Eye For Film >> Movies >> Only The Dead (2015) Film Review
Only The Dead
Reviewed by: Jane Fae
Only the Dead is dark. Very. A dark and disturbing exploration of war and, darker still, the impact of reporting on war - a textbook illustration of what happens when you look into the abyss.
Billed as documentary, Only the Dead is approximately documentary in form - a collage of footage never before shown, based on film shot by Time magazine war correspondent Michael Ware. Under the joint direction of Michael Ware and Bill Guttenberg, the film gains a narrative arc and a shaping that takes us from before the start of the 2003 Iraq War, through to the first sputtering explosions of insurrection, the siege of Fallujah and, finally, hell in Ramadi.
This shift is marked by the change in tone as much as content. In the beginning, our war correspondent/hero flies in by helicopter to an accompaniment of dramatic warlike music. This is journalist superman - the outsider arriving, filming, explaining. Early footage, shot alongside Kurdish rebels in the north of Iraq is gung ho, Boy's Own adventure stuff. Fresh-faced correspondents laugh as mortar shells fall around them, only occasionally pausing to note that “that was close” - and perhaps there is consequence here.
The facade of detachment begins to slip with the invasion proper, and a move into a house shared with a posse of journalists in Baghdad. Death is no longer distant - the camera lingers on the faces of friends, not all of whom, Ware explains, survived the war.
His journey into darkness begins with the gradual emergence of armed opposition and his desire to see and shoot the war from the other side. Over weeks, months, he scratches away, breaking down barriers, making contacts until little by little, he is allowed in - taken under cover of night to film first meetings, and then attacks on the American occupation.
Why take such risks? He doesn't exactly know, though the language in which he describes his constant itch to be out there, to be at the very heart of the action bears all the hallmarks of the addict.
Dangerous? Undoubtedly. Morally dubious? Perhaps. But then, Ware IS his camera. He may be present behind the lens: yet that, at times, is little more than necessary inconvenience. He comments little. Instead, the audience is invited, along with Ware, simply to look.
Besides – that narrative arc again – the insurrectionists, fighters, resistance with whom Ware briefly embeds are mostly reasonable people. They may kill American soldiers, inflict collateral damage, but these are not a patch on what is to come - the vicious fundamentalist war that will be waged by al-Qaeda leader Abu Musab Al-Zarqawi, complete with public beheadings and the full panoply of terror tactics that presage those deployed by Islamic State/ISIS.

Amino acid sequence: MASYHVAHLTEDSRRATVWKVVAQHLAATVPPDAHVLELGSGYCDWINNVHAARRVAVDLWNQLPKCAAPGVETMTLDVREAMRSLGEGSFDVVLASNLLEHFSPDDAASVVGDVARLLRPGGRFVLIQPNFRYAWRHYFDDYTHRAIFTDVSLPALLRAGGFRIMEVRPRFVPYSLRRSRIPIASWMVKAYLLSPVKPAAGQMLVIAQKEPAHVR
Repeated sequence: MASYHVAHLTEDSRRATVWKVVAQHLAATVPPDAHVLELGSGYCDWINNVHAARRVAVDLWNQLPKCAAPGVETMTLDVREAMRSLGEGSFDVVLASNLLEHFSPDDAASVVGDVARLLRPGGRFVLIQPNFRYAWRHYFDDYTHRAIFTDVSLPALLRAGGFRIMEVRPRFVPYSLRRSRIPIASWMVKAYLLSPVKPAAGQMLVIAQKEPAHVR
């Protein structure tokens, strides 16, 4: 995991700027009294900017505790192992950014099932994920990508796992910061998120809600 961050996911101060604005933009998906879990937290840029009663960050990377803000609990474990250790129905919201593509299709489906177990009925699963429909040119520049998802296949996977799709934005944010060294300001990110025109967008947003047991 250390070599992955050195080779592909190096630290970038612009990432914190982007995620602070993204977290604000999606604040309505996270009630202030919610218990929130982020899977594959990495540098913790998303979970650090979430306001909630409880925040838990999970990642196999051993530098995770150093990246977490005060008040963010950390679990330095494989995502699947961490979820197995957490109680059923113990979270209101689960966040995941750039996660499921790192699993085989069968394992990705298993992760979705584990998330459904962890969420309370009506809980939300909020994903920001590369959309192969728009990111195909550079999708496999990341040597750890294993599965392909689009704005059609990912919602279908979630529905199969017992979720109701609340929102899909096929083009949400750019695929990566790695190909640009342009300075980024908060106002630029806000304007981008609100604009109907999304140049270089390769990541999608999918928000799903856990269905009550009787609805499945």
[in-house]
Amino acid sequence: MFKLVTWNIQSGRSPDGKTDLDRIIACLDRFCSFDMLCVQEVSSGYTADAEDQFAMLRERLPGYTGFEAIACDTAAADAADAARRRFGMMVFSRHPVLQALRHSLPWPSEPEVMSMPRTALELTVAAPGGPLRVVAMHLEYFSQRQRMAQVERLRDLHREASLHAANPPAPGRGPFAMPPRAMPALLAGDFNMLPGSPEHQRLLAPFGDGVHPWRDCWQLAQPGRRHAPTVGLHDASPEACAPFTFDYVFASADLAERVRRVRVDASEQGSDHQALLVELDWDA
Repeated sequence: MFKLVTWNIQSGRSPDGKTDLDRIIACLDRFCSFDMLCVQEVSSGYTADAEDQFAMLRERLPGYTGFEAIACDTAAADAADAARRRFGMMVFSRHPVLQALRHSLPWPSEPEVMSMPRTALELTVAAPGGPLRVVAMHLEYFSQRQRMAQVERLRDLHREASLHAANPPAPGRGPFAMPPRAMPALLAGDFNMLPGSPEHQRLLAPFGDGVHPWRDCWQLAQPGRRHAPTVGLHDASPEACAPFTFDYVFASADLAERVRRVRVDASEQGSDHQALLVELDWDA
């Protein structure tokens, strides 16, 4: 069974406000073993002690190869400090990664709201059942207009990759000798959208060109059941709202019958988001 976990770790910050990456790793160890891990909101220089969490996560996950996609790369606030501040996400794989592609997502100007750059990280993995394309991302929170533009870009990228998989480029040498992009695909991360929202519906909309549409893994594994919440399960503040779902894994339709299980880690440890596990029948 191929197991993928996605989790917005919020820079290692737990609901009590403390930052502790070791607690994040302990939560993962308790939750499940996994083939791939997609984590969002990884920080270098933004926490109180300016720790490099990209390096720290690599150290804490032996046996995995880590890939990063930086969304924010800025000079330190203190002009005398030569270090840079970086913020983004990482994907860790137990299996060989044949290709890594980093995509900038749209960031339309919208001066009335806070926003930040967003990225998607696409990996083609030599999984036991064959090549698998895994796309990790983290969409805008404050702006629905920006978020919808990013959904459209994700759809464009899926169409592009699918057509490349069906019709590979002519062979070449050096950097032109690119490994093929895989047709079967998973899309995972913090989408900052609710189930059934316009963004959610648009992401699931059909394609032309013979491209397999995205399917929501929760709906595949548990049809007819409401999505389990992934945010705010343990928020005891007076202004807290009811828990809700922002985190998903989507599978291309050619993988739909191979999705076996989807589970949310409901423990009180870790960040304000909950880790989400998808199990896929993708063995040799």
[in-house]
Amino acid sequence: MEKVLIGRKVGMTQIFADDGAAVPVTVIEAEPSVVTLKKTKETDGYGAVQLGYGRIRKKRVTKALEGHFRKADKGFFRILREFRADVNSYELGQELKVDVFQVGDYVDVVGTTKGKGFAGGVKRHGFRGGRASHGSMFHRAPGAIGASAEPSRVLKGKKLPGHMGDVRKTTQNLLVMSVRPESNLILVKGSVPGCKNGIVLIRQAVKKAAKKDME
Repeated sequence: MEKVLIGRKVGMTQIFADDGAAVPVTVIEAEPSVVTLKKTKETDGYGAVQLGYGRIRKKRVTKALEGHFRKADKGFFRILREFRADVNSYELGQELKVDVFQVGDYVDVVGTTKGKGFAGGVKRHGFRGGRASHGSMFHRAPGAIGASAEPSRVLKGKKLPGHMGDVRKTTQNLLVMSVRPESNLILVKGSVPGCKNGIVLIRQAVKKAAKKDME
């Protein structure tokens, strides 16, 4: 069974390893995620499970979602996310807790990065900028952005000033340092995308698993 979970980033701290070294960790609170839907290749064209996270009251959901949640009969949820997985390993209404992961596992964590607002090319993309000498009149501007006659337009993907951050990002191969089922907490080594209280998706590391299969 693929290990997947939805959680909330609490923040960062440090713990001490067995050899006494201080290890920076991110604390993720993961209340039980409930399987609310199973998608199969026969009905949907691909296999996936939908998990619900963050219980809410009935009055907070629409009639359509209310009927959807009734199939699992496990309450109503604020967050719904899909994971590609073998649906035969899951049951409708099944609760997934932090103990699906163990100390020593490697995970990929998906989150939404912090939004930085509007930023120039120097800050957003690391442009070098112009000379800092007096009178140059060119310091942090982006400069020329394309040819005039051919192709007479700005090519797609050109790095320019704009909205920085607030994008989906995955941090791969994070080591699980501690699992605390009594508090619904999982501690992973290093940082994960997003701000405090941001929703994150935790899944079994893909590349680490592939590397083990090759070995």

Here, the vantage point of Ware's camera switches back. The second half of the film is very much the story of the rise (and fall) of al-Zarqawi, but told from behind American lines. Footage of al-Zarqawi, of his organisation, is limited to what they deliberately put out there.
For – the contrast is implicit – those militants with whom Ware dealt before were just so many pussycats. The one time he does directly encounter al-Zarqawi's forces, he comes within minutes of being beheaded - an experience that left him with a lingering fear of shaving. He is saved only through the intervention of a “moderate” terrorist, the commander of one of those groups he filmed with earlier.
In Fallujah, he accompanies American troops fighting their way back into that town, and finally Ramadi where, he observes, the Americans have garrisoned just a third of the number of troops they need to hold the town safely.
In both, the risk and fear of instant death is palpable – and indeed, there is much death throughout this film. Sudden, graphic, bloody. There is something both mundane and disgusting about watching a body, one minute so alive, the next just a sack of flesh and bone being dragged through the streets.
And yet, for those familiar with the grammar of war, none of this is new or surprising. What left me disturbed in the extreme were Ware's choices. In Fallujah, his decision not simply to hang back and film, but to enter a house packed with insurgents and to record, in pitch blackness, the firefight going on around him. Deathwish? Or was he so sure of his own invulnerability that he no longer cared.
Then finally in Ramadi his stepping back, hiding behind the camera when speaking up, as he himself admits, might just have averted what looks like Allied atrocity. The point when, by his own admission, he “became the man he never thought he could be”.
The film raises obvious questions. How close should journalists go to the action? Are there groups too dangerous or simply too lacking in common human values to film. I do not believe, as I suspect some critics might, that this film “gives succour” to an enemy.
In fact, it made me realise, as someone who thought they knew what happened in Iraq (because like everyone else, I spent years watching events unfold on the evening news so of course I knew!), that there was a bigger picture.
Still, it left me with questions unanswered about the central character, about Michael Ware, who is almost perpetually out of shot, yet constant invisible presence. This is about him, his journey and while some may appreciate the detachment of documentary footage, it left me frequently frustrated – brimming with questions I wanted answered – not even asked on screen.
Don't get me wrong, this is an important work; worth watching if you want to dig into one of the messier wars of our time. And it is absolutely not for everyone. Not for those who want their war films to possess a more certain moral compass and certainly not for those who dislike blood and death. Four out of five stars all the same.Reviewed on: 15 Feb 2016
If you like this, try:Restrepo